Business Forecasting is an approximation or prediction of future developments in business such as sales, expenditures and profits. Business forecasting has become a prominent part of corporate planning and an indispensable tool for organizations to use to anticipate economic trends and prepare to benefit from them or to counteract them. Two common forms of business forecasting includes qualitative models and quantitative models.
Qualitative models are typically successful with short-term forecasts in which the scope of the forecast is limited. Qualitative forecasts can be viewed as expert-driven. That is, they depend on expertise from general market to offer an informed consensus. Qualitative models are valuable to predict the short-term success of organizations, products and services. There are however, inherent limitations caused by its reliance on opinion over measurable data.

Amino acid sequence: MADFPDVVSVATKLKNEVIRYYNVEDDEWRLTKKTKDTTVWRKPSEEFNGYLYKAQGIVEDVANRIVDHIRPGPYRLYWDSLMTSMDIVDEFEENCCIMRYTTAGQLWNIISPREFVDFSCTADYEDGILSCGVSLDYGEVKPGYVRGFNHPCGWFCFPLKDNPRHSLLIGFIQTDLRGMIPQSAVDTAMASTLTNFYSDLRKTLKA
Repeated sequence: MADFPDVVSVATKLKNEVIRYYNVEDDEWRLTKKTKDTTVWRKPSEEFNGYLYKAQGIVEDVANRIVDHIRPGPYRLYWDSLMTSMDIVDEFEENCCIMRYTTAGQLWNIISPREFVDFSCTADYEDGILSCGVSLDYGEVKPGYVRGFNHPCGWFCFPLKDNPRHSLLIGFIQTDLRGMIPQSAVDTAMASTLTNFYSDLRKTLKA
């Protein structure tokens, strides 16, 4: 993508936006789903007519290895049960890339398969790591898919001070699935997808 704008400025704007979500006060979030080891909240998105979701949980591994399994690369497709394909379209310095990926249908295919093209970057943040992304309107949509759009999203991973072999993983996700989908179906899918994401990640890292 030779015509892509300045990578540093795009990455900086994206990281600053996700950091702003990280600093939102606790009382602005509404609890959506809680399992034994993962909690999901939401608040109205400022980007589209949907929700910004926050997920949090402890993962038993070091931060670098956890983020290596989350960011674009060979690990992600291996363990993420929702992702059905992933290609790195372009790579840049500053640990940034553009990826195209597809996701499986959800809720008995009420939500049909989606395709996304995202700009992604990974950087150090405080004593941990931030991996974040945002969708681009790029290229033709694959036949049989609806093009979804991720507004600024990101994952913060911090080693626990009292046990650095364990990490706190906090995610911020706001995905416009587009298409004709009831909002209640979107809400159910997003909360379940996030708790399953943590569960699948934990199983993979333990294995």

Quantitative models do not rely on expert opinion and aims to eliminate people from the analysis. Quantitative models are only interested with data and steers clear from the attitudes or beliefs of the people underlying the numbers. Quantitative models also aim to predict where variables like sales and gross domestic product will be months or years later.
Forecasting is useful in multiple situations and impacts several aspects of organizations. Forecasting can be used to ensure the right product is at the right place at the right time. It also assists organizations to reduce excess inventory and increase profit margin. Additionally, forecasting also helps businesses meet consumer demand.